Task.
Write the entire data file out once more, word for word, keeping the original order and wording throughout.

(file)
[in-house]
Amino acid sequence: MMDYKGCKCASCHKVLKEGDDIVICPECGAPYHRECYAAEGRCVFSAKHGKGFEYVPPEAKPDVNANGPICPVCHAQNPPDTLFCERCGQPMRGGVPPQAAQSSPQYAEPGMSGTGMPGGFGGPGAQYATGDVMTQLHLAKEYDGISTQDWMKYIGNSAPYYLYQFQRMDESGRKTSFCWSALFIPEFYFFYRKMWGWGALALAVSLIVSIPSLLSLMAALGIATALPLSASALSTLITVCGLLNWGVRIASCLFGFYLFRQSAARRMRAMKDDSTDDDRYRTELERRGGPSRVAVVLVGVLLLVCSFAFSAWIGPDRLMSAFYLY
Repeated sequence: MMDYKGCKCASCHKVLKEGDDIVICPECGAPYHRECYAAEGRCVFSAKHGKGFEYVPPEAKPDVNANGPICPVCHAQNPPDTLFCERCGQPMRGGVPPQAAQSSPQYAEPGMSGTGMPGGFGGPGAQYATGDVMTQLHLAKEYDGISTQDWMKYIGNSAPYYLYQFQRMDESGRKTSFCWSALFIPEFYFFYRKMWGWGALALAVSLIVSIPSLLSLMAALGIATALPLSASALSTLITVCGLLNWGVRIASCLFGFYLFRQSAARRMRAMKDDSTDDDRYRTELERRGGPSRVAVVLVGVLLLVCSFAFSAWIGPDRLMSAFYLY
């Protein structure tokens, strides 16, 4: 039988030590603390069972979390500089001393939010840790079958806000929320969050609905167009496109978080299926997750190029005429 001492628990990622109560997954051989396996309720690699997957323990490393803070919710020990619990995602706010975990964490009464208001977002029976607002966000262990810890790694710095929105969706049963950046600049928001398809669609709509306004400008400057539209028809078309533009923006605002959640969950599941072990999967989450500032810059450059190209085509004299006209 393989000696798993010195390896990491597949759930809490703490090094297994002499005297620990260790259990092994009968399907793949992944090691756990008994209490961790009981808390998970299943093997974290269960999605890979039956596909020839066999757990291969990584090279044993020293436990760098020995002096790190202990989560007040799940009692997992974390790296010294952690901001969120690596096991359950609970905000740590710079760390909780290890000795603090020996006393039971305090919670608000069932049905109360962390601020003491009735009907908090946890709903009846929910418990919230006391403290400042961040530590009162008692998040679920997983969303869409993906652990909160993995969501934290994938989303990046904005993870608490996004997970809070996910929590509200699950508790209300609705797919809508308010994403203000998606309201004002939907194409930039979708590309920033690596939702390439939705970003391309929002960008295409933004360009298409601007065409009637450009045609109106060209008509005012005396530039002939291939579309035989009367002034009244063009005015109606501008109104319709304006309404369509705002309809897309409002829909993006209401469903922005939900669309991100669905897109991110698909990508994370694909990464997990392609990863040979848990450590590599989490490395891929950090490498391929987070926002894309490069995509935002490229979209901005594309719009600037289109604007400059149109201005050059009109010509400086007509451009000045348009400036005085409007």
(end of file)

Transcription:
[in-house]
Amino acid sequence: MMDYKGCKCASCHKVLKEGDDIVICPECGAPYHRECYAAEGRCVFSAKHGKGFEYVPPEAKPDVNANGPICPVCHAQNPPDTLFCERCGQPMRGGVPPQAAQSSPQYAEPGMSGTGMPGGFGGPGAQYATGDVMTQLHLAKEYDGISTQDWMKYIGNSAPYYLYQFQRMDESGRKTSFCWSALFIPEFYFFYRKMWGWGALALAVSLIVSIPSLLSLMAALGIATALPLSASALSTLITVCGLLNWGVRIASCLFGFYLFRQSAARRMRAMKDDSTDDDRYRTELERRGGPSRVAVVLVGVLLLVCSFAFSAWIGPDRLMSAFYLY
Repeated sequence: MMDYKGCKCASCHKVLKEGDDIVICPECGAPYHRECYAAEGRCVFSAKHGKGFEYVPPEAKPDVNANGPICPVCHAQNPPDTLFCERCGQPMRGGVPPQAAQSSPQYAEPGMSGTGMPGGFGGPGAQYATGDVMTQLHLAKEYDGISTQDWMKYIGNSAPYYLYQFQRMDESGRKTSFCWSALFIPEFYFFYRKMWGWGALALAVSLIVSIPSLLSLMAALGIATALPLSASALSTLITVCGLLNWGVRIASCLFGFYLFRQSAARRMRAMKDDSTDDDRYRTELERRGGPSRVAVVLVGVLLLVCSFAFSAWIGPDRLMSAFYLY
């Protein structure tokens, strides 16, 4: 039988030590603390069972979390500089001393939010840790079958806000929320969050609905167009496109978080299926997750190029005429 001492628990990622109560997954051989396996309720690699997957323990490393803070919710020990619990995602706010975990964490009464208001977002029976607002966000262990810890790694710095929105969706049963950046600049928001398809669609709509306004400008400057539209028809078309533009923006605002959640969950599941072990999967989450500032810059450059190209085509004299006209 393989000696798993010195390896990491597949759930809490703490090094297994002499005297620990260790259990092994009968399907793949992944090691756990008994209490961790009981808390998970299943093997974290269960999605890979039956596909020839066999757990291969990584090279044993020293436990760098020995002096790190202990989560007040799940009692997992974390790296010294952690901001969120690596096991359950609970905000740590710079760390909780290890000795603090020996006393039971305090919670608000069932049905109360962390601020003491009735009907908090946890709903009846929910418990919230006391403290400042961040530590009162008692998040679920997983969303869409993906652990909160993995969501934290994938989303990046904005993870608490996004997970809070996910929590509200699950508790209300609705797919809508308010994403203000998606309201004002939907194409930039979708590309920033690596939702390439939705970003391309929002960008295409933004360009298409601007065409009637450009045609109106060209008509005012005396530039002939291939579309035989009367002034009244063009005015109606501008109104319709304006309404369509705002309809897309409002829909993006209401469903922005939900669309991100669905897109991110698909990508994370694909990464997990392609990863040979848990450590590599989490490395891929950090490498391929987070926002894309490069995509935002490229979209901005594309719009600037289109604007400059149109201005050059009109010509400086007509451009000045348009400036005085409007």